After a momentous year for e-discovery in 2012, is it possible that 2013 could be a letdown? Given the current pace of developments, we sincerely doubt it. The year ahead holds great promise for e-discovery. While we expect to see the cloud and “Big Data” continue to be hot topics, we also expect to see rapid progress made in a few other areas, including increased transparency in TAR, better ways to address continued growth of the Mac operating system (OS), and increased adoption of managed and shared e-discovery services.
Now that TAR has been accepted by several federal and state courts, one primary hurdle to its widespread use remains: the perception that it is a “black box” technology. We predict that TAR proponents will attack this perceived lack of transparency on two fronts: (1) sharing information with opposing counsel on the front end, and (2) hiring experts to validate the results on the back end. First, at the Rule 26(f) conference, parties can demonstrate how the TAR engine is properly trained by negotiating how much information to share. Second, parties should recruit several experts to help drive the TAR process. One should be a technology specialist capable of explaining the technology in layman’s terms to the court and opposing counsel. Two more experts will add to the defensibility of your approach: statisticians and linguists. TAR decides responsiveness based on linguistic patterns and statistical algorithms; therefore, linguists can help parties choose keywords to use in searches, and statisticians can use metrics to validate sampling techniques and the quality of results.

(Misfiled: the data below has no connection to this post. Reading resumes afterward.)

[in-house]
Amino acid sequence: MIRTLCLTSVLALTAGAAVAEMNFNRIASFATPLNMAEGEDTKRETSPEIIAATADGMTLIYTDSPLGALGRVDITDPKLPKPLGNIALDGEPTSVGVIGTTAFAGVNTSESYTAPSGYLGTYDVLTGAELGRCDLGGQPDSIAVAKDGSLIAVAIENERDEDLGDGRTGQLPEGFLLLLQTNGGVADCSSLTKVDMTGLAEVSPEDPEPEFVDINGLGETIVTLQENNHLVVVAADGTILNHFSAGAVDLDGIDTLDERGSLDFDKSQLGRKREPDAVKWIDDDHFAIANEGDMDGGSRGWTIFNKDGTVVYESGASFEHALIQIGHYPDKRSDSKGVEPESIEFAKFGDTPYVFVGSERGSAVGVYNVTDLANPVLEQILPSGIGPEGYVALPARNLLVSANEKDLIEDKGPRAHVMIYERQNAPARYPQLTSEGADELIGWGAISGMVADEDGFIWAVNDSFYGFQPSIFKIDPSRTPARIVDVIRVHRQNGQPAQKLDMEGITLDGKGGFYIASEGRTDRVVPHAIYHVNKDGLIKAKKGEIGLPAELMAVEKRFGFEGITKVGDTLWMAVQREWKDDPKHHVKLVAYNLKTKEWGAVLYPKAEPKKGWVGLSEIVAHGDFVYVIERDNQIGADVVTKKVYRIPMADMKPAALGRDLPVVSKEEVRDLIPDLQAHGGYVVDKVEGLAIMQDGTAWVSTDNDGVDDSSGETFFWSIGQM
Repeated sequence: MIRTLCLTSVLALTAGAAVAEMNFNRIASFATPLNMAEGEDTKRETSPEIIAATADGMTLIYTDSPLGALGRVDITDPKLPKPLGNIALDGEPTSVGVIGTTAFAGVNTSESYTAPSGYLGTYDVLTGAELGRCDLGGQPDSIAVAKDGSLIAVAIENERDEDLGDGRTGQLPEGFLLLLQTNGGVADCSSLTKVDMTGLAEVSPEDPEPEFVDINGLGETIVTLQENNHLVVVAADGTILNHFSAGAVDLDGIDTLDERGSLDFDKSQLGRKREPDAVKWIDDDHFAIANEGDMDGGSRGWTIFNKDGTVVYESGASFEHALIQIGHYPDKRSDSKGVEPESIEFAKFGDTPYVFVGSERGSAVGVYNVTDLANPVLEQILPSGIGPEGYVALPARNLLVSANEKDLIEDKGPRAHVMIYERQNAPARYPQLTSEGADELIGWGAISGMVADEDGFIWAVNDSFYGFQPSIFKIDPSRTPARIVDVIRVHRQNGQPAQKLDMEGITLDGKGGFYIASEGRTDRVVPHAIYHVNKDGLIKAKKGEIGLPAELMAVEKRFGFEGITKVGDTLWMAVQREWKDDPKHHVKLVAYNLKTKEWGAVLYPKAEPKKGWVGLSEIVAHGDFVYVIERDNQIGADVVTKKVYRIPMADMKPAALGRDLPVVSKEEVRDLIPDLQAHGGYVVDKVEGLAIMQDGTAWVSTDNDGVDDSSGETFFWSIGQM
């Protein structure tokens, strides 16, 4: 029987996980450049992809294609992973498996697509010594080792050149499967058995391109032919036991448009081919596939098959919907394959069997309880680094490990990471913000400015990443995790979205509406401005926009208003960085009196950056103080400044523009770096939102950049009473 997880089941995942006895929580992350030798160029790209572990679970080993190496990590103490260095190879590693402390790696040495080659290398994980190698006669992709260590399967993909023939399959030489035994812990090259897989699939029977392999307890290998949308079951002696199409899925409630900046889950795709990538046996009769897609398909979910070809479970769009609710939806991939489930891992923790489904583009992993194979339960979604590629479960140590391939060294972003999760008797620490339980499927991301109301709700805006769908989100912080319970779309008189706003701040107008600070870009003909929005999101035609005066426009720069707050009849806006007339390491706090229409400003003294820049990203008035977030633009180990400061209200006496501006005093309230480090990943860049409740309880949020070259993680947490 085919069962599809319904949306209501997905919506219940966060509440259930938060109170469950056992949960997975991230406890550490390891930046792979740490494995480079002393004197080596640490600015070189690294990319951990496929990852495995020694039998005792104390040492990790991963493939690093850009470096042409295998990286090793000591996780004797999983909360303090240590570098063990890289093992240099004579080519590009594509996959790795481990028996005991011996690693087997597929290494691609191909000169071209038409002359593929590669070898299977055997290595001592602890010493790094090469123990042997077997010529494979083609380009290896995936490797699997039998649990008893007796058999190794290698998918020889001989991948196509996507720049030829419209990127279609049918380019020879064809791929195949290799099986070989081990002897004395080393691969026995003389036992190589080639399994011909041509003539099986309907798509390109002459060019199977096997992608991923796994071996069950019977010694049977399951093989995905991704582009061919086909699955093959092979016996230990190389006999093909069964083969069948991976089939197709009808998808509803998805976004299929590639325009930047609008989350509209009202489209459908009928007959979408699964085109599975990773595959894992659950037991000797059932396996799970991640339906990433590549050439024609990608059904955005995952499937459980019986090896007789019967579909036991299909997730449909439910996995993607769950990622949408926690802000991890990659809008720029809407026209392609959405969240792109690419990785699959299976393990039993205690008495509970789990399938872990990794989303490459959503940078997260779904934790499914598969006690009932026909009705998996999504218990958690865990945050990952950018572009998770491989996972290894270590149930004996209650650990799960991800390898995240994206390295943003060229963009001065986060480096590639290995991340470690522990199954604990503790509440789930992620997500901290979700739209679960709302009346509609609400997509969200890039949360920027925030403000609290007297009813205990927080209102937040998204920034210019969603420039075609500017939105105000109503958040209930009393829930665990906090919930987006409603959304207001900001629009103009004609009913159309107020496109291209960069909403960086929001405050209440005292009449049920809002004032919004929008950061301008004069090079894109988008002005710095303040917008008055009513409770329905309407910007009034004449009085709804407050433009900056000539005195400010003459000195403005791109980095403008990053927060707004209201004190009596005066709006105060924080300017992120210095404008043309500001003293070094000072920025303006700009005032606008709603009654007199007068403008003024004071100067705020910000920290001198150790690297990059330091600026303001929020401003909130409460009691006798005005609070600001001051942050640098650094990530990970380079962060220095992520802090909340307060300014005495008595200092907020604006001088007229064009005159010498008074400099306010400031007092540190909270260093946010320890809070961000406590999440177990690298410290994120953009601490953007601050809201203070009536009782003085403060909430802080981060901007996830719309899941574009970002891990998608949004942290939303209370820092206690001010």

In addition, we suspect that the Mac OS will continue to grow in popularity, in line with the expanding role of Apple products, including Mac computers, iPhones, and iPads, in the workplace. As of January 2012, almost half of all companies with 1,000 or more employees used Macs and planned to increase their use by 52 percent, according to Forrester Research. This has two ramifications: (1) corporations and their outside counsel will have to collect, review and produce a greater volume of Mac data for e-discovery, a challenging task since the format of Mac data differs from that of Windows-based PC data in numerous ways, and (2) e-discovery providers will have to adapt their software to run on the Mac platform. In 2012, we saw developments to address both – and we expect to see more vendors bring new solutions to the e-discovery market.
Finally, we expect to see a rise in the adoption of managed and shared services models for handling e-discovery, by both corporations and law firms. With managed services, corporations outsource the entire e-discovery process; with shared services, law departments split the responsibilities with a third party. These outsourcing models serve organizations in a number of ways – highlighted in IDC’s Managed Services for eDiscovery white paper published late last year and covered by Gabriela Baron in The Metropolitan Corporate Counsel. First, they allow the law department to focus on its core responsibility—developing case strategy—instead of managing documents. Second, they improve efficiency by leveraging the third party’s technology, headcount, and expertise in handling large amounts of data and performing repetitive tasks, such as creating privilege logs. Third, consolidating e-discovery services traditionally dispersed among various law firms and their vendors into one company reduces the likelihood of inconsistency in the review process, which can lead to errors, omissions, and—at worst—sanctions. Finally, these services help clients apply best practices learned across matters to future projects, generating even greater efficiencies.
Throughout the year, we will continue to monitor these trends—as well as many others—and keep you updated.
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